The answer is easy…. When high, there is zero sense of fear… Just an illusion of fun and freedom… And they will indulge all night I tell you and they will talk about it as though it is meaningless…. But hey! Sex is not meaningless!
    The best way to approach this issue is from a personal values angle. As you teach them discipline with other aspects of life, teach these kids emotional regulation and emotional discipline for their sake as well adjusted men in this society. Build their emotional intelligence (EQ). Teach the boys how best to respect themselves to know that it is important to respect other people too including girls. And to cultivate a protector, carer spirit in our teen boys.
    And this message goes for teen girls too!
    Beautiful question Diana!
    Let me in on what you think?!

    See less

4 Him Answers

  1. My short answer is that you need to do it gradually from pre-teens as they get into teens. Also do it appropriately in a way they can relate and learn. Also, VERY important - a FATHER figure is needed. This does not have to be the biological father if he is not there but a STRONG father figure (maleRead more

    My short answer is that you need to do it gradually from pre-teens as they get into teens. Also do it appropriately in a way they can relate and learn. Also, VERY important – a FATHER figure is needed. This does not have to be the biological father if he is not there but a STRONG father figure (male). Many women make the mistake of thinking that they can play both roles of mother and father – they can not.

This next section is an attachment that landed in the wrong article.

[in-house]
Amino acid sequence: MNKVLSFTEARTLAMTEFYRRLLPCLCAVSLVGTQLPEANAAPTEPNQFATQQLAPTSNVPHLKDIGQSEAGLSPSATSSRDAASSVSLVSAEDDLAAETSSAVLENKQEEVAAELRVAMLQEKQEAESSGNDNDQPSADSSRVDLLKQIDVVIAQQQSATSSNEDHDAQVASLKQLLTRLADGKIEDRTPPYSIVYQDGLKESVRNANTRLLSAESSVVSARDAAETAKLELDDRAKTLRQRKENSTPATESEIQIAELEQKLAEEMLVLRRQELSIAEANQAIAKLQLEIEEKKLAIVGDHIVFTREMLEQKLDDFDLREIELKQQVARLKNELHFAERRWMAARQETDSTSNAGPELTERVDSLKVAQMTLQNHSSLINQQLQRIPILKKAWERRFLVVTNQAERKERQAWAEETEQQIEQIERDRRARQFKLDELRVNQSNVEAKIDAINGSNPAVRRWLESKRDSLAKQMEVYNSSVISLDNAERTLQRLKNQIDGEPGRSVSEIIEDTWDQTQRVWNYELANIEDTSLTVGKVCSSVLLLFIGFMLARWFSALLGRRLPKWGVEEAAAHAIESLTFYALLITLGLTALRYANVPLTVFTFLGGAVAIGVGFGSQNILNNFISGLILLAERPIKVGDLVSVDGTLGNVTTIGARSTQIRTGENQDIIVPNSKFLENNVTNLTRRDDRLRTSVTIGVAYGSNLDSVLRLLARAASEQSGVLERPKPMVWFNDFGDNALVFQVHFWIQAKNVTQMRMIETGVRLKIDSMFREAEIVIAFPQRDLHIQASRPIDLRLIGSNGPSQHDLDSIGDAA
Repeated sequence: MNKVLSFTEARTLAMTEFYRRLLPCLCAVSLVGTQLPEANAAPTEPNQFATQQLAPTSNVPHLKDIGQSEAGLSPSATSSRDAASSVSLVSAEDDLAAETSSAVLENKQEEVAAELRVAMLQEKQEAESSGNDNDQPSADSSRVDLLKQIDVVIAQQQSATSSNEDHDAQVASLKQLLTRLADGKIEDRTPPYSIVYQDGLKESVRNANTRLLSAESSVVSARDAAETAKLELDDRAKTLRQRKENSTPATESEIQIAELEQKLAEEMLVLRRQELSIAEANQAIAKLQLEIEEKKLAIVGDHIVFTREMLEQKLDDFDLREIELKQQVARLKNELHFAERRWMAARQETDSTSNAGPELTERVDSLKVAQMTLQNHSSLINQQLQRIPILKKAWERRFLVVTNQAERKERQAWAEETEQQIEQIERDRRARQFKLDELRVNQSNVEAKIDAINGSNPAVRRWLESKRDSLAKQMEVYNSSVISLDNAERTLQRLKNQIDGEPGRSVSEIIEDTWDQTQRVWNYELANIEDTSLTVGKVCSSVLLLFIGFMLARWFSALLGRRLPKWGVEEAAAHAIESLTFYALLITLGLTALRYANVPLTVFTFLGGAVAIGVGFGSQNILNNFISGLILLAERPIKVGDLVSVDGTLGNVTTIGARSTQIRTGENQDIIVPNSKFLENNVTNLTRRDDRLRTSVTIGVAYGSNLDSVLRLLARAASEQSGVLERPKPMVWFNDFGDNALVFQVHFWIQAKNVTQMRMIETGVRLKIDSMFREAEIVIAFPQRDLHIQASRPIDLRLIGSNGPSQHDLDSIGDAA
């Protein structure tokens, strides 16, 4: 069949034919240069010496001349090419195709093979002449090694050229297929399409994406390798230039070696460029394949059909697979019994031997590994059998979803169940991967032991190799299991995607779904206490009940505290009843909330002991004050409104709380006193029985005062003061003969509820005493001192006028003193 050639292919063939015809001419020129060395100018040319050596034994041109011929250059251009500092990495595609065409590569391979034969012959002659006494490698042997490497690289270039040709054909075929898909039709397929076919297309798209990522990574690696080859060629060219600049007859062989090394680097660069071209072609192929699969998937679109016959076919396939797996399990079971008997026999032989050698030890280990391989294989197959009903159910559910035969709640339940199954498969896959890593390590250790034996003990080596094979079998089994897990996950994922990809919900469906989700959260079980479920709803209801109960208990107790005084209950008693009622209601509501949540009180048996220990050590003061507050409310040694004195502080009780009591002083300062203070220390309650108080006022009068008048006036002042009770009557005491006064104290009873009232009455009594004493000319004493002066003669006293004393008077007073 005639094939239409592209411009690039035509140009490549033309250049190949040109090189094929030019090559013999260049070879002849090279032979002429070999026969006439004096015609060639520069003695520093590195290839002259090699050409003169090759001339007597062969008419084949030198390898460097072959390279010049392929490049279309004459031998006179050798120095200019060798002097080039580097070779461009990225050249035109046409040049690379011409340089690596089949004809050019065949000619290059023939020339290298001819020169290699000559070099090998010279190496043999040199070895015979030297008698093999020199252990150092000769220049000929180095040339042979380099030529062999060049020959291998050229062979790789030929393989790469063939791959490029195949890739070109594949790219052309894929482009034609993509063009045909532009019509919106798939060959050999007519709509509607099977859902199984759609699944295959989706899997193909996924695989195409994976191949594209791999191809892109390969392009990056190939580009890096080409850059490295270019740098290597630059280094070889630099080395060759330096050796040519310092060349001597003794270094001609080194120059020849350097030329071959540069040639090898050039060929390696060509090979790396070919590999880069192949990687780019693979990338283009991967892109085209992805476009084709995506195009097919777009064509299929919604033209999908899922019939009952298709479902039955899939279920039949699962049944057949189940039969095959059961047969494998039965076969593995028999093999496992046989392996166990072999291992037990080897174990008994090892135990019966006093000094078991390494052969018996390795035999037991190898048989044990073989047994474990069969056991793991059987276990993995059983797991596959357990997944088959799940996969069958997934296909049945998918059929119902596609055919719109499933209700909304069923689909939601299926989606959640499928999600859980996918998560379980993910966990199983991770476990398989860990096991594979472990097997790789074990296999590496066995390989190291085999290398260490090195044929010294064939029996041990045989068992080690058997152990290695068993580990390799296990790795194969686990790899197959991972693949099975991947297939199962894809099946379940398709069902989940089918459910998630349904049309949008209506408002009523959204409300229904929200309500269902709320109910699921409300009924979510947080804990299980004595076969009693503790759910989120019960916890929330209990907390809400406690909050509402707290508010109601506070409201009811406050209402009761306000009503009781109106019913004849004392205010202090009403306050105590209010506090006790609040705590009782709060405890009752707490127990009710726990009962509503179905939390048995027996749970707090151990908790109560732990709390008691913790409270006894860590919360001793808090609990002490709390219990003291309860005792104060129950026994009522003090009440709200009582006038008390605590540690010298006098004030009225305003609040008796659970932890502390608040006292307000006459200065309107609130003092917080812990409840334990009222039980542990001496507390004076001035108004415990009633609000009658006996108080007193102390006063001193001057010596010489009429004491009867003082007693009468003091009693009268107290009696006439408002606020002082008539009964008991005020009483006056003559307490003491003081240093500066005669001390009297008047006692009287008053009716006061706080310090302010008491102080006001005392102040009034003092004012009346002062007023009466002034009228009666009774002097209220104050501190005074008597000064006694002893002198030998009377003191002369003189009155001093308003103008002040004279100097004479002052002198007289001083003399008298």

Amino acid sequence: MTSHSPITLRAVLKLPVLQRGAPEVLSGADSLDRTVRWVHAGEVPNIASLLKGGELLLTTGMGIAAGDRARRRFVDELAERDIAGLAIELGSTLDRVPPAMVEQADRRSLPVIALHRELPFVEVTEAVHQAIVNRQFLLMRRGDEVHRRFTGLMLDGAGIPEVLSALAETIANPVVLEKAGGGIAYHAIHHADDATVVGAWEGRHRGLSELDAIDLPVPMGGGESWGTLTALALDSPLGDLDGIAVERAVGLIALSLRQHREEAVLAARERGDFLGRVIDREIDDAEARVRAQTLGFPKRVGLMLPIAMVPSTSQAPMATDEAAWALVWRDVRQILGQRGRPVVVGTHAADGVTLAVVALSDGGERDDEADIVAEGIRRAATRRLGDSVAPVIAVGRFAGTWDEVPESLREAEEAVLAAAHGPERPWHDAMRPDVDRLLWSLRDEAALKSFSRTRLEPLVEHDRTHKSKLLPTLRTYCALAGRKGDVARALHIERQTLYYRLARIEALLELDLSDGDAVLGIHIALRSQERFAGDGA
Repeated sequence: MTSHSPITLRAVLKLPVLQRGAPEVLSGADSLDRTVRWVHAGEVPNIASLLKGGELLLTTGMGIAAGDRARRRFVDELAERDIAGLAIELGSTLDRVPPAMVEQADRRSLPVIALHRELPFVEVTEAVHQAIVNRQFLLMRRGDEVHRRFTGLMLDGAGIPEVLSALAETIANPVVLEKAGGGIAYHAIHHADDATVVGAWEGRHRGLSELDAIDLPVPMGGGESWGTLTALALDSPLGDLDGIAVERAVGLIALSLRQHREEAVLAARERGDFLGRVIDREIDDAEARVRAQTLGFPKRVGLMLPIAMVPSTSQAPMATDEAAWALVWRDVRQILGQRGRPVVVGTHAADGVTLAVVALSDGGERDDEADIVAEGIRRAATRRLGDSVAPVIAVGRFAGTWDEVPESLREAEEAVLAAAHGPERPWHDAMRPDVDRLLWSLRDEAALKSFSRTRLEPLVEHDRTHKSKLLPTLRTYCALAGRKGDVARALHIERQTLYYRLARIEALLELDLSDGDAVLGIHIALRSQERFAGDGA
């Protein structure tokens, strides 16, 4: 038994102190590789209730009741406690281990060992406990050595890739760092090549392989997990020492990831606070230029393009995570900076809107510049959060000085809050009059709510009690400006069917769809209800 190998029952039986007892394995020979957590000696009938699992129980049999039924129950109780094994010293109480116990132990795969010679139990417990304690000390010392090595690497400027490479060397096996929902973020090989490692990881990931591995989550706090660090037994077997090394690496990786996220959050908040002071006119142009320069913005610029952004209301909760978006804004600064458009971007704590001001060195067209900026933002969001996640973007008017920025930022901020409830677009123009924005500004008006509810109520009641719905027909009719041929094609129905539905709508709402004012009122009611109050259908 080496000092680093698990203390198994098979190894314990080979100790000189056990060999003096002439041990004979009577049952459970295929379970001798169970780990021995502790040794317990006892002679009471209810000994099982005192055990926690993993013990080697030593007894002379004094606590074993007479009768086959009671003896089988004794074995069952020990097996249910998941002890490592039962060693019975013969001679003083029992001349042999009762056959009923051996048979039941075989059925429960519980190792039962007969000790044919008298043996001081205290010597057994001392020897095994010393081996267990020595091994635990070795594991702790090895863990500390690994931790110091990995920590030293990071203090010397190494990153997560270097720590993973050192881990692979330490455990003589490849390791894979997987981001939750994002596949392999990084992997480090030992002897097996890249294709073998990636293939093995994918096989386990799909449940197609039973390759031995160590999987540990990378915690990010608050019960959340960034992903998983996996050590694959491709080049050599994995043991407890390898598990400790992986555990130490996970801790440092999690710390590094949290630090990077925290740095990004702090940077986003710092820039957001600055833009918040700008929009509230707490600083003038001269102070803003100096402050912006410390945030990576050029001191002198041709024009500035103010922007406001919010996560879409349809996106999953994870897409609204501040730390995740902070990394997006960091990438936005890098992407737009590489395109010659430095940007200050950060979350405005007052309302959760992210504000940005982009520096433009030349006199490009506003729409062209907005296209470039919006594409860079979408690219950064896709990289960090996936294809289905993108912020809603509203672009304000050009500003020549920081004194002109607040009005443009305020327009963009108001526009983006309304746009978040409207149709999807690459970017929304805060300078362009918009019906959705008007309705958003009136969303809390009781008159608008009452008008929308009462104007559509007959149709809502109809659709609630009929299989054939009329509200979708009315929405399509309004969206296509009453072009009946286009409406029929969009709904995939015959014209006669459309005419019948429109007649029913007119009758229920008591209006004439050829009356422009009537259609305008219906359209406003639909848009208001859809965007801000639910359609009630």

For more if interested check up my YouTube channel where I also share content on ‘Personal Growth & Development’: https://www.youtube.com/@munuku

    Peace.

    RM

    See less
  2. As early as possible and as soon as they develop a drop of curiosity through questions about or related to sex. A common one os where did they come from? Most parents make up stories like you were bought from the supermarket, and this harms their agency with regards to asking deeper questions on theRead more

    As early as possible and as soon as they develop a drop of curiosity through questions about or related to sex. A common one os where did they come from? Most parents make up stories like you were bought from the supermarket, and this harms their agency with regards to asking deeper questions on the subject.

    See less
  3. Sexual activity during the teenage years is part of the normal spectrum of adolescent development. Young people in the early teenage years who are sexually active will usually be so by choice. However, a significant minority may be sexually abused.

    Sexual activity during the teenage years is part of the normal spectrum of adolescent development. Young people in the early teenage years who are sexually active will usually be so by choice. However, a significant minority may be sexually abused.

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  4. Movies and books based on sex education can break ice and help you to identify which topics or issues they are interested in. Also involve another trusted adult like an aunt or uncle who is trusted by the teenager to speak on things they are nor ready to speak to you about.

    Movies and books based on sex education can break ice and help you to identify which topics or issues they are interested in. Also involve another trusted adult like an aunt or uncle who is trusted by the teenager to speak on things they are nor ready to speak to you about.

    See less